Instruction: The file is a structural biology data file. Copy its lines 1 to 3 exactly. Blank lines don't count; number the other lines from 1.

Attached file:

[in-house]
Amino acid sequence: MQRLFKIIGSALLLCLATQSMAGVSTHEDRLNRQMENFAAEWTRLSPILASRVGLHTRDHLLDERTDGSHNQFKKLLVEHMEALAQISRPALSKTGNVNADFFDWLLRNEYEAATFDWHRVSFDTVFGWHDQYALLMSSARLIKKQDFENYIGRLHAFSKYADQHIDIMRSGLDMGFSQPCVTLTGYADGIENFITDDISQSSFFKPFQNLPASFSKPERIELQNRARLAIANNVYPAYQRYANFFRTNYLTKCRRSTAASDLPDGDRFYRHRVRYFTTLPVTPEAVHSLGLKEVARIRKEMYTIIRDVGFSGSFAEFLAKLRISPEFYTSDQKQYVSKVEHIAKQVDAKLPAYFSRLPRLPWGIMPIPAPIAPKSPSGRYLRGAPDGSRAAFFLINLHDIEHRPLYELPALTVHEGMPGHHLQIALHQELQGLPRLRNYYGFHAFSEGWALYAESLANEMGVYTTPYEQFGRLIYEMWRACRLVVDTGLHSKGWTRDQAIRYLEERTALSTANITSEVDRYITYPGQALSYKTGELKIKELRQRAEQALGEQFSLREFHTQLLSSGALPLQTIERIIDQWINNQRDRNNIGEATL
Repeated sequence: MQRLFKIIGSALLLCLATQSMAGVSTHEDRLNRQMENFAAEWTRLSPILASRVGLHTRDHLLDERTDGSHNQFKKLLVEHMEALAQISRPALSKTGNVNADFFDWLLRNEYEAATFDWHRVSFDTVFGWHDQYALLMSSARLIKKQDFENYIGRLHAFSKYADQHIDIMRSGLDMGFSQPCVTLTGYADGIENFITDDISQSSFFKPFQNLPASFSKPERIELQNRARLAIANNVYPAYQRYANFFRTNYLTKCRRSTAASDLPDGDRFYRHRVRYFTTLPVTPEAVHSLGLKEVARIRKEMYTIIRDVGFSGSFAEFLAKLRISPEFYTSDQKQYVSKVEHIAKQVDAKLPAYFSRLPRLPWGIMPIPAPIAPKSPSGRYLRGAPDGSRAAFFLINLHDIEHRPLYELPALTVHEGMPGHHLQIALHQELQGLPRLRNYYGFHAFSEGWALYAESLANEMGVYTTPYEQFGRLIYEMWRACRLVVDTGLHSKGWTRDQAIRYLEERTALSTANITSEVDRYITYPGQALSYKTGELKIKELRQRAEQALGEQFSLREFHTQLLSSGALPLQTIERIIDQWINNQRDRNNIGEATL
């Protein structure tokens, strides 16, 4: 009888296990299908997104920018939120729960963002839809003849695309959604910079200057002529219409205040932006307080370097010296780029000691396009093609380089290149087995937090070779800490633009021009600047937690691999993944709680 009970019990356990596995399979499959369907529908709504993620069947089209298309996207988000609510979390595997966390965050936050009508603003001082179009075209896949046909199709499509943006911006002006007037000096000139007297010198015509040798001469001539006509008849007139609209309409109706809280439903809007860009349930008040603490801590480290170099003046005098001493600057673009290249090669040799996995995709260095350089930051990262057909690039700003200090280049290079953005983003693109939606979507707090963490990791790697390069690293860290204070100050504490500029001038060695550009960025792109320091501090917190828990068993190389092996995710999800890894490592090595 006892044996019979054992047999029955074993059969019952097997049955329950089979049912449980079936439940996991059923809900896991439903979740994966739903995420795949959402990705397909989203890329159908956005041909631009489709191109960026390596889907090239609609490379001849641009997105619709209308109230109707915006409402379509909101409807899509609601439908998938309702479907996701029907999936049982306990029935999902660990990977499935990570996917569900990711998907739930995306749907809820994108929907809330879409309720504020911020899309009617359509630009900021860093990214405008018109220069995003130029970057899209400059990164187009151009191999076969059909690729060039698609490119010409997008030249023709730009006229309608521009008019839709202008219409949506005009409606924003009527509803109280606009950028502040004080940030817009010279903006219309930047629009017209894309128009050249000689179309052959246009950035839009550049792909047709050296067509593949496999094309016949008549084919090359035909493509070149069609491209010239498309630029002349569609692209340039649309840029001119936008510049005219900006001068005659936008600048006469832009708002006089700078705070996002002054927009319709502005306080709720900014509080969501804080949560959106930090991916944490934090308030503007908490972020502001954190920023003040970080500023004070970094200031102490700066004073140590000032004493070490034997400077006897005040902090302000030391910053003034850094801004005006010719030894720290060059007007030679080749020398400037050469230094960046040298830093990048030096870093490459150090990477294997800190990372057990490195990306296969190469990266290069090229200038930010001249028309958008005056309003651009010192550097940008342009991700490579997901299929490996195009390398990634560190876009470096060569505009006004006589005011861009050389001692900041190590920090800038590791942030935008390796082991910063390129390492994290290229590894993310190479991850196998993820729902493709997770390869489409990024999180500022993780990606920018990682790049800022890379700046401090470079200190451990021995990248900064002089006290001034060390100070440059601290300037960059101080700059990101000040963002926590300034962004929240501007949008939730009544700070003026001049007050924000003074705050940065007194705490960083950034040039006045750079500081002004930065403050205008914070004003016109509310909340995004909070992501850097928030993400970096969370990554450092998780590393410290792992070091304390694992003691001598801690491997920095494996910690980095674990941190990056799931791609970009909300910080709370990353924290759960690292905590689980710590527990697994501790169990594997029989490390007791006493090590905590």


[in-house]
Amino acid sequence: MQRLFKIIGSALLLCLATQSMAGVSTHEDRLNRQMENFAAEWTRLSPILASRVGLHTRDHLLDERTDGSHNQFKKLLVEHMEALAQISRPALSKTGNVNADFFDWLLRNEYEAATFDWHRVSFDTVFGWHDQYALLMSSARLIKKQDFENYIGRLHAFSKYADQHIDIMRSGLDMGFSQPCVTLTGYADGIENFITDDISQSSFFKPFQNLPASFSKPERIELQNRARLAIANNVYPAYQRYANFFRTNYLTKCRRSTAASDLPDGDRFYRHRVRYFTTLPVTPEAVHSLGLKEVARIRKEMYTIIRDVGFSGSFAEFLAKLRISPEFYTSDQKQYVSKVEHIAKQVDAKLPAYFSRLPRLPWGIMPIPAPIAPKSPSGRYLRGAPDGSRAAFFLINLHDIEHRPLYELPALTVHEGMPGHHLQIALHQELQGLPRLRNYYGFHAFSEGWALYAESLANEMGVYTTPYEQFGRLIYEMWRACRLVVDTGLHSKGWTRDQAIRYLEERTALSTANITSEVDRYITYPGQALSYKTGELKIKELRQRAEQALGEQFSLREFHTQLLSSGALPLQTIERIIDQWINNQRDRNNIGEATL
Repeated sequence: MQRLFKIIGSALLLCLATQSMAGVSTHEDRLNRQMENFAAEWTRLSPILASRVGLHTRDHLLDERTDGSHNQFKKLLVEHMEALAQISRPALSKTGNVNADFFDWLLRNEYEAATFDWHRVSFDTVFGWHDQYALLMSSARLIKKQDFENYIGRLHAFSKYADQHIDIMRSGLDMGFSQPCVTLTGYADGIENFITDDISQSSFFKPFQNLPASFSKPERIELQNRARLAIANNVYPAYQRYANFFRTNYLTKCRRSTAASDLPDGDRFYRHRVRYFTTLPVTPEAVHSLGLKEVARIRKEMYTIIRDVGFSGSFAEFLAKLRISPEFYTSDQKQYVSKVEHIAKQVDAKLPAYFSRLPRLPWGIMPIPAPIAPKSPSGRYLRGAPDGSRAAFFLINLHDIEHRPLYELPALTVHEGMPGHHLQIALHQELQGLPRLRNYYGFHAFSEGWALYAESLANEMGVYTTPYEQFGRLIYEMWRACRLVVDTGLHSKGWTRDQAIRYLEERTALSTANITSEVDRYITYPGQALSYKTGELKIKELRQRAEQALGEQFSLREFHTQLLSSGALPLQTIERIIDQWINNQRDRNNIGEATL